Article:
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Henry David Thoreau: A Life Hardcover – July 7, 2017
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insisted on his own way of seeing the world, however quirky. . . . Walls earns her keep, digging into Thoreau’s aphoristic letters and journals, finding acute reflections by his contemporaries, and drawing a wonderfully brisk and satisfying portrait. . ."
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In any event, maybe waiting all my life was technically an exaggeration, but certainly most of my life. I have read a lot of Thoreau (even Wild Fruits) and many works about him. I probably own 7 or 8 books on him and have read many others. As Thoreau kept a volume of Homer open at Walden Pond to peruse, so have I one of Walden almost always open at home. Remarkably, as much as I love his work, probably more than that of any other author of non-fiction that I’ve ever read, I never have read any book about him, whether biographical or analytical, of his work, that I thought did him justice. I had always hoped for a great biography about one of our greatest authors. Recently, stating that to a friend, he said, "Well, his life was boring." But it wasn't. If you are in tune with Thoreau, you know this intuitively. But, the works I had read about him might make anyone think it was. His life was the opposite of boring. I imagine I know why he could die stoically. He had lived the lives of many men in his experiences. Naturally, he was a man and suffered the same slings, arrows, dealt with the same emotions and losses as all of us. But, the spirit in which he did so was remarkable.
At the end of the book, when he is being buried, Walls notes that Nathaniel Hawthorne’s wife, Sophia, thinks “Concord in one man.” (ps. 499-500). Indeed, though Concord seemed a magnet for great men and women in the 19th century, none embodied it or reflected it as Thoreau did. And that is one of the things that makes Walls’ book special – it is not quite a biography about Concord, but as Concord was the main subject in Thoreau’s life, as a microcosm of life on earth, so Concord is a main subject of his biography. And though I often find myself starting a biography thumbing through the introduction and opening chapters, this time I savored it. And savored is perhaps the best word to discuss my mindset until I finished it. I don't know that I've read any other great biography, say Chernow's Hamilton or one of Caro's books on LBJ, and not found at least some areas which dragged a bit, where there was not at some points too much detail or too esoteric issues.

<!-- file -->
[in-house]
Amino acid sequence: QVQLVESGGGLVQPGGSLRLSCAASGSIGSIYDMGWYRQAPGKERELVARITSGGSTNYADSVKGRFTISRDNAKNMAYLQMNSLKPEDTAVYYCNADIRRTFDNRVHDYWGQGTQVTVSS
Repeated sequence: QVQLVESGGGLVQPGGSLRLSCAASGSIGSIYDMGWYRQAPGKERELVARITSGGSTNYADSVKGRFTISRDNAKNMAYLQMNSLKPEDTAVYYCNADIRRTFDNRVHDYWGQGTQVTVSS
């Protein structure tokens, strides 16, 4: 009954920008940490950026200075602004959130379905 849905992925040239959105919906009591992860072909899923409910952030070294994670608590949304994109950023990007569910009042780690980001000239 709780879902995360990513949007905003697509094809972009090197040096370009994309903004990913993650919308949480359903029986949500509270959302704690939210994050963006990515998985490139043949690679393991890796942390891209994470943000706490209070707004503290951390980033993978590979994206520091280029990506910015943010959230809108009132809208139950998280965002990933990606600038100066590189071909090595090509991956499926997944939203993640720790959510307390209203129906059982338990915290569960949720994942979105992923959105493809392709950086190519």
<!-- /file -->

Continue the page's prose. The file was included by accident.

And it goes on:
Many reviewers write about the contents of books. I don’t so much unless there is something in it I think it is important to disagree with and think I can make a pithy argument why it was wrong. I’ll leave that to others here as I have no quarrel with anything I read (although I disagree with Thoreau himself that he was a mystic - he was the opposite of a mystic - he just relished Indian mysticism). I won’t even tell you how much of my life I find roughly parallel to Thoreau's. I started reading him long enough ago that I do not really know if I love him because he so well reflects many of my own thoughts or because he influenced me. I think the former, but I’m not sure. Perhaps it was a mix. I’ll just say, this is by far the best book I have ever read on Thoreau and one of the best biographies I have ever read. I have been an insatiable reader for most of my life, and when reading in any of the topics that interest me, now often find that though I admire a book, I learn little I haven’t read elsewhere. I can’t say that about this book. Though there was no main theme or important event I did not know about, the volume of facts (which would delight Thoreau) taught me a lot – a lot. Nor was it trivia. I congratulate her editors as well.
At the talk I attended. Prof. Walls said that she had written as much again that she had to cut. I wish instead there was just a second volume. I would start reading today, and I just finished this one. Hint, professor, hint!
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I am still reading the 600+ page biography of Henry David Thoreau by Laura Dassow Walls (released July 2017, for Thoreau's 200th...Read more